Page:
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The Role of the Medical Director in Hyperbaric Safety


I've been asked to address some of the qualities of a hyperbaric medical director with the theme of hyperbaric safety as the core concept. I'm happy to do so. On this blog post we provide a brief overview of this theme, but for more details please refer to the topic "Role of the Medical Director in Hyperbaric Safety", available to PRO+HBO premium subscribers.


As a UHMS facility accreditation surveyor, it is readily apparent from the outset of the accreditation whether the medical director takes a “hands-on” role or not. We encourage you to develop an interactive role with the staff of your facility. You are supposed to be a leader in your facility. It's time to step up to the plate!


The medical director, rather than simply being a figurehead, must take an active role in conjunction with that of the safety officer. Not only is it an organizational role, but it is a public safety role. The medical director and safety officer have joint responsibilities, such as assuring proper maintenance of the hyperbaric chamber(s) in the facility, proper chamber and equipment maintenance, proper clothing and attire for patients and staff, reviewing and implementing an environment of safety, and knowledge of hyperbaric chamber operation. Failure to fulfill these roles can lead to criminal prosecution in event of a fire or other catastrophic failure at a facility.


For instance, we have reviewed the 2009 facility fire in Florida. Both the medical director and safety officer were charged with criminal negligence, found guilty, and served time for the negligence. Bluntly spoken, failure to take an active role in department safety creates a situation where the result is likely to be piles of scrap metal with dead bodies inside.


Here is a situation that we see all over the country. Many new certified hyperbaric technologists (CHTs) and hyperbaric physicians, having attended a 40-hour introductory course, view hyperbaric medicine challenges in a strict black/white decision tree. Daily practice and experience shows that this is rarely the case, and there are many decisions that must be made with shades of gray and without full knowledge of background details.


Consider some of the following challenges that simply cannot be answered in a black/white decision tree:

  • Scenario 1. You are the new medical director for a hyperbaric chamber at 4500 feet above sea level. It is a multiplace chamber and you need to plan appropriate treatment protocols in order to keep your inside attendants safe. There is a potentially higher risk than at sea level for inside attendants to develop decompression illness. How will you proceed? You have a number of resources, including querying physicians who practice at altitude, but you should know that 4 different facilities may give you 6 or 8 answers ... ahhhh, how to tell the correct one? Now that's the dilemma. Once you have developed a safe inside attendant protocol, are you finished? No, not so. Did you document your decisions in a facility log like, an operations log?
  • Scenario 2. A frequent conundrum is whether or not to allow medication patches in your hyperbaric chambers. Many physicians and safety officers have taken a simplistic approach to the problem by burying their heads and denying any medication patch in the chamber environment. What you should recognize is that there is no published medical literature that answers this question. Well, here we are again! Very little scientific information, but we need to make a decision based on the safety of our staff and the well-being of our patients. What are you going to do?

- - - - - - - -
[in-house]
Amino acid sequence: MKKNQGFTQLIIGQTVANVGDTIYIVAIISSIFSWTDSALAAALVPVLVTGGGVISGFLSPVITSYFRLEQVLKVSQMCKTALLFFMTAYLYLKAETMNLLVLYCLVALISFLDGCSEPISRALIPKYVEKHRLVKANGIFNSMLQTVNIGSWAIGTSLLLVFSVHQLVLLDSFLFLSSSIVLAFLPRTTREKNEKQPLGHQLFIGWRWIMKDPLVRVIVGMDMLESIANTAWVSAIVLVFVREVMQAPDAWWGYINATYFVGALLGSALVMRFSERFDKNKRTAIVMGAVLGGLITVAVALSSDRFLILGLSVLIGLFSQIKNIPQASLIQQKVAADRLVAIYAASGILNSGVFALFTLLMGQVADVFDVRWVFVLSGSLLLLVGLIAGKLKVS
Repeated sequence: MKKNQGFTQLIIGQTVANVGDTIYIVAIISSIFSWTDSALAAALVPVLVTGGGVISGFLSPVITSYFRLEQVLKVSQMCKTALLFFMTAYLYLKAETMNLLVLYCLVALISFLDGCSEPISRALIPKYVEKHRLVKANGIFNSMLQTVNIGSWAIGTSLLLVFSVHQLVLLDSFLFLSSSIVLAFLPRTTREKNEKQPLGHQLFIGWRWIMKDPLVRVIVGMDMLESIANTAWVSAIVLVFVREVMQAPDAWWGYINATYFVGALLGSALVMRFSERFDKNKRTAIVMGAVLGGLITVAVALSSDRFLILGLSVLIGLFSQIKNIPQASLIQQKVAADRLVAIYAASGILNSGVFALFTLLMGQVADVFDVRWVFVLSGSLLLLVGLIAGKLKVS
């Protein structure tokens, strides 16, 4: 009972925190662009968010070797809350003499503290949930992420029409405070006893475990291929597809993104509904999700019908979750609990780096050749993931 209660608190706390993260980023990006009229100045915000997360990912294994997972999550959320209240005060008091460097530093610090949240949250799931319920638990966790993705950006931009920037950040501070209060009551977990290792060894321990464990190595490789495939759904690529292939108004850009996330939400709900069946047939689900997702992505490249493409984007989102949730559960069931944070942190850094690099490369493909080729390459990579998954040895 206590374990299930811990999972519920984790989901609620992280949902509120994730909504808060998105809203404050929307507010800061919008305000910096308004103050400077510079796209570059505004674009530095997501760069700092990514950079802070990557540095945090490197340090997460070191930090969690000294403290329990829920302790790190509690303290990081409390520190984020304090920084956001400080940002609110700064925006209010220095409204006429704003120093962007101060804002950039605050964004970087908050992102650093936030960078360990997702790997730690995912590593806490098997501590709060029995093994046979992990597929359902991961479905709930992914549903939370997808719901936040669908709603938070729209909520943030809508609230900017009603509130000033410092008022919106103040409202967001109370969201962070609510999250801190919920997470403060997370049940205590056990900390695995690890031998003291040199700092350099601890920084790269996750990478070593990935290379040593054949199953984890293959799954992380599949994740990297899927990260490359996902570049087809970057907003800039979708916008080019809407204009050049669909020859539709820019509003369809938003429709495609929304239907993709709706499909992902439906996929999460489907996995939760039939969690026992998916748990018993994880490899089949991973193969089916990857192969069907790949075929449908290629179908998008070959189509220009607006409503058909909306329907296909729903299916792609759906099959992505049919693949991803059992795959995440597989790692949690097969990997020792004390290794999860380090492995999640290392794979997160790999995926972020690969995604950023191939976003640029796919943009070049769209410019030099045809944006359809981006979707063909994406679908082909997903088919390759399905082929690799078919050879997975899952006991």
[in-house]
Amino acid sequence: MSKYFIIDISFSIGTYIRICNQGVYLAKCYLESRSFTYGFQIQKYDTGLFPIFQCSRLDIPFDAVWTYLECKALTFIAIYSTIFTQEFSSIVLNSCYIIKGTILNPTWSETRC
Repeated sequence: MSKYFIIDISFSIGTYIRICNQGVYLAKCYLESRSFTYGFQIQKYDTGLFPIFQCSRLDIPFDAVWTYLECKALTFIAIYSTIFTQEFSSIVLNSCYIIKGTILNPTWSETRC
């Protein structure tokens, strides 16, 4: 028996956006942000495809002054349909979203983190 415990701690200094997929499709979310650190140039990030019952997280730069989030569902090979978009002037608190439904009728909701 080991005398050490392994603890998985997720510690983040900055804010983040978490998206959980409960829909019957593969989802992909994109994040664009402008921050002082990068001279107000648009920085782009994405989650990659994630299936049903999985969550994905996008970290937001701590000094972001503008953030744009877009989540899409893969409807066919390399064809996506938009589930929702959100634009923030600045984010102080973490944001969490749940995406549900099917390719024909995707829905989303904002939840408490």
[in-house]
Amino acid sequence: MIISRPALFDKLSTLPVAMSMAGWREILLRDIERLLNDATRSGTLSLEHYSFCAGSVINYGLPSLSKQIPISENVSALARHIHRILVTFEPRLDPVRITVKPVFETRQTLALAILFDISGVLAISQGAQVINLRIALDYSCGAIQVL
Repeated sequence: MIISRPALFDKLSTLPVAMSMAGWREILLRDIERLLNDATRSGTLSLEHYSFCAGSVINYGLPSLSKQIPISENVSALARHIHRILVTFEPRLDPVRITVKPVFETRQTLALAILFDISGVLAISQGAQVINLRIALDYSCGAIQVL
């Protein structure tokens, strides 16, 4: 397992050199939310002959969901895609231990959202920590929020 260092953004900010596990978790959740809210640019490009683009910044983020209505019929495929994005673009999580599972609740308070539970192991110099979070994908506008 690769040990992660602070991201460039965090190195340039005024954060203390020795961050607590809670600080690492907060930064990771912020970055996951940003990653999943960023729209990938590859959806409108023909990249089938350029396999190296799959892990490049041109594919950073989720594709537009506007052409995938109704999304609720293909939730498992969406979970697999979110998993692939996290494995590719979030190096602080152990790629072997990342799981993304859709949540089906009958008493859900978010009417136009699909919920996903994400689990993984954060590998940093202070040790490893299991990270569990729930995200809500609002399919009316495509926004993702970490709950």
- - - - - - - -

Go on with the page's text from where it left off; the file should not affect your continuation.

• Scenario 3. What do you do with implantable devices such as pacemakers, infusion ports, cochlear implants, spinal stimulators and the like? This is a shared decision by the medical director and safety officer of your facility. 


Needless to say, these problems can generate a discussion. You have, no doubt, had particularly difficult decisions to make regarding your facility. Have you come to a satisfactory answer? If not, let's discuss the issues. I would be happy to point you toward resources that might benefit resolutions and advancement of your facility's safety environment. 


We can summarize by stating the following:

  1. A successful hyperbaric facility functions based on teamwork. The better team you build, the better your safety program. 
  2. The medical director sets the tone for the department. We encourage each medical director to build a tone of quality by encouraging lifelong learning and your stamp of interaction with staff and patients on a daily basis.
  3. Every department comes to some sort of conflict from time to time. The medical director and safety officer must resolve the conflict in an expeditious manner and for the good of the department, clinic, and patients. I encourage you to listen carefully to your staff, nurses, and safety officer. They are looking at long-term perspectives that you may not yet have seen. 
  4. Finally, no job is finished until the paperwork is done. We encourage you to be active in documenting medical decision making and hyperbaric safety. This can be in a patient’s medical record, the hyperbaric maintenance log, operations log, and/or the hyperbaric exceptions log. Document what you do … and do what you’ve documented.

RESOURCES

The WoundReference Hyperbaric Oxygen Therapy Knowledge Base features guidelines to promote high standards of patient care and operational safety within the hyperbaric program and other important tools (See "Role of the Medical Director in Hyperbaric Safety", "Safety Program Guidelines (free)", "Designation of Safety Director", "Go-No-Go Lists / Prohibited Items", and more). The WoundReference Curbside Consult gives you actionable, specific answers from our advisory panel in a timely manner. 



 




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